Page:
Wintery Knight

…integrating Christian faith and knowledge in the public square

Theistic evolutionists and the two-platoon strategy

What should we make of theistic evolutionists telling us that you can believe in God, while still knowing that matter, law and chance explain the full development of all of life?

Consider this quotation from Phillip E. Johnson.

Quote:

The National Academy’s way of dealing with the religious implications of evolution is akin to the two-platoon system in American football. When the leading figures of evolutionary science feel free to say what they really believe, writers such as Edward O. Wilson, Richard Dawkins, Daniel Dennett, Carl Sagan, Steven Pinker, Stephen Jay Gould, Richard Lewontin and others state the “God is dead” thesis aggressively, invoking the authority of science to silence any theistic protest. That is the offensive platoon, and the National Academy never raises any objection to its promoting this worldview.

At other times, however, the scientific elite has to protect the teaching of the “fact of evolution” from objections by religious conservatives who know what the offensive platoon is saying and who argue that the science educators are insinuating a worldview that goes far beyond the data. When the objectors are too numerous or influential to be ignored, the defensive platoon takes the field. That is when we read those spin-doctored reassurances saying that many scientists are religious (in some sense), that science does not claim to have proved that God does not exist (but merely that he does not affect the natural world), and that science and religion are separate realms which should never be mixed (unless it is the materialists who are doing the mixing). Once the defensive platoon has done its job it leaves the field, and the offensive platoon goes right back to telling the public that science has shown that “God” is permanently out of business. (The Wedge of Truth, IVP 2000, pp. 88-89).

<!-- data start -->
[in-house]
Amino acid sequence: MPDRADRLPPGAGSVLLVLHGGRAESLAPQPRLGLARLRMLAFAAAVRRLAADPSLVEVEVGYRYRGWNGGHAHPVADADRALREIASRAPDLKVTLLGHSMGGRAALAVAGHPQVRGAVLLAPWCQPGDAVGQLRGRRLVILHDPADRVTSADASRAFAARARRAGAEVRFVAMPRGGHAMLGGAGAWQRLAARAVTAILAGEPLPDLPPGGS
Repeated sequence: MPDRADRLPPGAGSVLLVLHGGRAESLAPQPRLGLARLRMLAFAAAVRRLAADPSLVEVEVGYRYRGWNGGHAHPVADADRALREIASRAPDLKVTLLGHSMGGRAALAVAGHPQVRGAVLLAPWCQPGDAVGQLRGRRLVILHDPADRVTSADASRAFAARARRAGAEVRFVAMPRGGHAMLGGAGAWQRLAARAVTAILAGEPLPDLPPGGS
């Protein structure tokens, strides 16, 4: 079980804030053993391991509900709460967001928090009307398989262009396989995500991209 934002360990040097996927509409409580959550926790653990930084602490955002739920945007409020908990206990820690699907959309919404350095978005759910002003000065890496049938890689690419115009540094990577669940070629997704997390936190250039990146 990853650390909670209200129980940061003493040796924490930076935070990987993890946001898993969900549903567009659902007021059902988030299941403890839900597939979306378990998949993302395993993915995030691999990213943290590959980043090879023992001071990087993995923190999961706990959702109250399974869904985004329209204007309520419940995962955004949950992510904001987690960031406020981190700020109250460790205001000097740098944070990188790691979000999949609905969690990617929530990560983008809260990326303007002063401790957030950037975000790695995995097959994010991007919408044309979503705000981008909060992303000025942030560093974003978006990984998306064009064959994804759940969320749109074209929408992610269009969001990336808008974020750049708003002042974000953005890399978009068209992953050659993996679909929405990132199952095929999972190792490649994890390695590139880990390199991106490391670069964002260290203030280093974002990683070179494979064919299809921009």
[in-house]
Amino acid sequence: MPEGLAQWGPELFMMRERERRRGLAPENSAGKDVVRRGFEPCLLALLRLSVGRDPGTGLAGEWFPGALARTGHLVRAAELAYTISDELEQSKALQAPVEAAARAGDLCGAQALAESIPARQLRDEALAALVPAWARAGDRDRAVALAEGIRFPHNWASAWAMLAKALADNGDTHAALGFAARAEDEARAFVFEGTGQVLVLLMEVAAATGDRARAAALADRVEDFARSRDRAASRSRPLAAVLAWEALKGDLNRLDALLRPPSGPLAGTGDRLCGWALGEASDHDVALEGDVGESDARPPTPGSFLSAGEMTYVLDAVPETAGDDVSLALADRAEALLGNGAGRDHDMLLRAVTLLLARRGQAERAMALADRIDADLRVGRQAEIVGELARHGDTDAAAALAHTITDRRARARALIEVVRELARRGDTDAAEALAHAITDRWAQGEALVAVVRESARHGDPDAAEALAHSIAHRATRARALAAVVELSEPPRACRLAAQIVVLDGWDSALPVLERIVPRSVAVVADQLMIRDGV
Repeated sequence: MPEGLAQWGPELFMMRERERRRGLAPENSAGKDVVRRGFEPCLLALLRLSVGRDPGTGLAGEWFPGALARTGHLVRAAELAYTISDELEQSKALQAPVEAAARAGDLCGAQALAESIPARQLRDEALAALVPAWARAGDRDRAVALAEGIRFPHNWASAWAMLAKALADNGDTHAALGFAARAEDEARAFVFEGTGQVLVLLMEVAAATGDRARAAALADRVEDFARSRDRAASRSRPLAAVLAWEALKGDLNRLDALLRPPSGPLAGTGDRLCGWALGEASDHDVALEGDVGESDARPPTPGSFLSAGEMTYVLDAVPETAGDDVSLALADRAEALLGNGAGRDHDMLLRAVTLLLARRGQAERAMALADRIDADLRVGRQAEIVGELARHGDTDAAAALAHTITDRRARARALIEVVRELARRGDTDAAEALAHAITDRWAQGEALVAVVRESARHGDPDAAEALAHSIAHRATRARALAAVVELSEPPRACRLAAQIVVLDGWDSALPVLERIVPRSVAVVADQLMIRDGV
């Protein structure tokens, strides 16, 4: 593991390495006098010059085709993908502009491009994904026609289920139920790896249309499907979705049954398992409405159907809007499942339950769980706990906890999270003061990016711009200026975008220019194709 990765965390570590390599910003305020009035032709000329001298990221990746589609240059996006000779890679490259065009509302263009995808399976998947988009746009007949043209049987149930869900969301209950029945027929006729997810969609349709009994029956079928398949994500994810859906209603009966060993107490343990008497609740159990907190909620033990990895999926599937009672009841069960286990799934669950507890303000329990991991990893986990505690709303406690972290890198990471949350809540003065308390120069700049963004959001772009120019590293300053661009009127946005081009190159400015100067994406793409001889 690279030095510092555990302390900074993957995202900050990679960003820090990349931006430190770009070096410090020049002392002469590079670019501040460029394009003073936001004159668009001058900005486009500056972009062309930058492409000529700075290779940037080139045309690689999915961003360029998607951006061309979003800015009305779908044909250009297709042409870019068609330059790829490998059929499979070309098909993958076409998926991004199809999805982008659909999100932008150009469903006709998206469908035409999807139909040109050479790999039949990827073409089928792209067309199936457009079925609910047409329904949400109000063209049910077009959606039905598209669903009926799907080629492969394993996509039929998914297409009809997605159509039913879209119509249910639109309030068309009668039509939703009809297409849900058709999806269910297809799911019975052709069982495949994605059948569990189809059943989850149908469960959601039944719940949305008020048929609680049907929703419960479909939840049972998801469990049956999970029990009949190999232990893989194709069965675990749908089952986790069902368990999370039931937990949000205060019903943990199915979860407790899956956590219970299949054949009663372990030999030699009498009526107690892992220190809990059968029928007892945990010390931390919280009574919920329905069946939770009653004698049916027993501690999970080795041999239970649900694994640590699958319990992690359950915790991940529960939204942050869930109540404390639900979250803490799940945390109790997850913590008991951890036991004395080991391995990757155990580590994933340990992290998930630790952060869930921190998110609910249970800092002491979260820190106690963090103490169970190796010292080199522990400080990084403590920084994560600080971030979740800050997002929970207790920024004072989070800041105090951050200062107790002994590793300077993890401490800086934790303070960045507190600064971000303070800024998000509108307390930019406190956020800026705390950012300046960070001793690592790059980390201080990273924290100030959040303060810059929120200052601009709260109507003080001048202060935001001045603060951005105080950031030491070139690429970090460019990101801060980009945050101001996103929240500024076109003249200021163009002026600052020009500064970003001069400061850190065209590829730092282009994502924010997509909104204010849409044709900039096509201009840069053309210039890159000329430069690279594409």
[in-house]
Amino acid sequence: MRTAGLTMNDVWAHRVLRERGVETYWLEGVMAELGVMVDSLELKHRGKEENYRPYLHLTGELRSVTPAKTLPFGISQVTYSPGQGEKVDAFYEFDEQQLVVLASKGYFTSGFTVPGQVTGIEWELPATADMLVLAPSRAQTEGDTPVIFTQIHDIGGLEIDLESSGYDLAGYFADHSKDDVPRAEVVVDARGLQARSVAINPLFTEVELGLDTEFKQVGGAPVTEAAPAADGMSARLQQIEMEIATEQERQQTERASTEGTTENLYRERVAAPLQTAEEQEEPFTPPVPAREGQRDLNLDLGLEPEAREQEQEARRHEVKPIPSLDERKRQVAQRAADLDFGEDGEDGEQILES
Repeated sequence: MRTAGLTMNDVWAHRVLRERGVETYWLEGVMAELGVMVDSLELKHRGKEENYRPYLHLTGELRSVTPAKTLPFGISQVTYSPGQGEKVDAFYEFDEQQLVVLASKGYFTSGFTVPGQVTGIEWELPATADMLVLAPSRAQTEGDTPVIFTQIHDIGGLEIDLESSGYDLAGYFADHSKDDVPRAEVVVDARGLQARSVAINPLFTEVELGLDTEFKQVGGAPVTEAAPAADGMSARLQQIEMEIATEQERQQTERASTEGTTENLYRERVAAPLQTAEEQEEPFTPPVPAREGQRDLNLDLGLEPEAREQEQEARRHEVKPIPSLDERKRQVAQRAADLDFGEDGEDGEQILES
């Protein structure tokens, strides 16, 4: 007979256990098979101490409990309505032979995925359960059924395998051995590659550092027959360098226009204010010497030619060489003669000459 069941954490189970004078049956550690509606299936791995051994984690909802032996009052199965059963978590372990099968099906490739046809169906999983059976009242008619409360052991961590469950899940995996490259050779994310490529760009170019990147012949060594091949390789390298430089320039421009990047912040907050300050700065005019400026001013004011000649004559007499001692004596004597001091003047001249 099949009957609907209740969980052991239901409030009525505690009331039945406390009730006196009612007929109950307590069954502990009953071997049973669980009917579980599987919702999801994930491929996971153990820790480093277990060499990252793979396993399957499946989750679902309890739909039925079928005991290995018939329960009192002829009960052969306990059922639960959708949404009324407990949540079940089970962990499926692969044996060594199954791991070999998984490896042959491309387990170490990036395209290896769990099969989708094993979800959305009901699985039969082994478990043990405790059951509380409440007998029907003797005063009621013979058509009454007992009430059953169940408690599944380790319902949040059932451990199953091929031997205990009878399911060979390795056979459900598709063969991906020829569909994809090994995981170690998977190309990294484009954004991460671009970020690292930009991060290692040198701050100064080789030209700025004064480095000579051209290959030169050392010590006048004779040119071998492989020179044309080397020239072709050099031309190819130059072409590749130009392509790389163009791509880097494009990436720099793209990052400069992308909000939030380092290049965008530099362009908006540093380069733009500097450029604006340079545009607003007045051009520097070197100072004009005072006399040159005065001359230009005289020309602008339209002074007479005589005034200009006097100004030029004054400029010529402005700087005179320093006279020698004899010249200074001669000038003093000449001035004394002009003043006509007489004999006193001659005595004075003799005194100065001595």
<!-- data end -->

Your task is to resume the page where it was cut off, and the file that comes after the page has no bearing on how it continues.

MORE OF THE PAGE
So what naturalistic scientists believe is that God didn’t do anything to create the diversity of life – that nature does all of its own creating. In fact, it doesn’t matter if the best naturalistic explanation is improbable or implausible – scientists must bitterly cling to materialistic explanations of natural phenomena.

The problem for these scientists is that they are taxpayer-funded, and religious people don’t like paying to have scientists shoehorn reality into a pre-supposed naturalistic framework. Sometimes, religious people get annoyed about being told that sparking gases can create functional proteins. And sometimes, religious people get annoyed about being told that the universe oscillates eternally despite observations that falsify that speculative theory. And sometimes, religious people get annoyed about being told that there are as yet undiscovered fossilized precusors to the Cambrian era fossils.